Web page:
The Physical Versus The Digital

I don’t want to buy things twice. I’m even more hesitant to pay again for intellectual property, which costs little or nothing to clone. I don’t want to buy Angry Birds for my iPhone, Kindle Fire, PC, and Xbox 360. I’m even crankier about buying digital goods when I’ve already bought the IP via physical media. I want the convenience of reading my old college text books on my Kindle without buying them again, and I shouldn’t have to. I hate the dilemma of trying to figure out whether to order my grad school textbooks digitally (because it’s lightweight, convenient, and portable) or not (because the pictures render properly, it’s handier to browse, and looks cooler on the shelf). Maybe I’m in the minority here, but I’m also too lazy to consider buying and setting up a DIY Book Scanner.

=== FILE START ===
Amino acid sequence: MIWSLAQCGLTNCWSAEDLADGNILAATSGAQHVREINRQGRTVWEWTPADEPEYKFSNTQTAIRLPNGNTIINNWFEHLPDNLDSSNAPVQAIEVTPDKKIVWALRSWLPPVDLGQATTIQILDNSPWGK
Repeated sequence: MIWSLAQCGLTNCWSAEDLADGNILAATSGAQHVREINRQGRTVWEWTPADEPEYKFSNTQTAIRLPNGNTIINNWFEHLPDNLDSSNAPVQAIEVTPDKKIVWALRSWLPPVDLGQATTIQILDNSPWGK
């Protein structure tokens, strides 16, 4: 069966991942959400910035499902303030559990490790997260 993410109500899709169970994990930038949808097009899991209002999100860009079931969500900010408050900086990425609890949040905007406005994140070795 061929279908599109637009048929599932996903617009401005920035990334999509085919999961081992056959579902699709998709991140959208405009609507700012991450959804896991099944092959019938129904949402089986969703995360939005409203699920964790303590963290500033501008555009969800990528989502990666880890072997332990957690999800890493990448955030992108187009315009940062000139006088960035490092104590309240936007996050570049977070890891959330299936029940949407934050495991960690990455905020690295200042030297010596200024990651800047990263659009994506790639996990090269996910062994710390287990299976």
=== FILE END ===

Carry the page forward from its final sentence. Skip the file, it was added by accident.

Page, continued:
Anyone who reads, plays games, or listens to music has shelves or boxes of books, NES cartridges, or CD’s that they probably don’t use often and don’t know what to do with. I would love the option to fire up RBI Baseball or reread Storm of Swords on modern devices with the push of a button, but it’s not worth storing the physical media and/or keeping obsolete devices around.

My frustration has caused me to conclude the relatively obvious: some company needs to offer a way to send back physical media along with a nominal fee in trade for the digital version. The physical media could be resold second hand or donated to charitable causes, and the folks ditching their physical media could access the things that they have already paid for in a more convenient format. Amazon is the one company that seems poised to make this happen given that they deal in both physical/digital and they have efficient content delivery mechanisms in place for goods of both kinds. Is there a financial model that makes swapping physical for digital work for all parties involved, and is it something that will ever happen?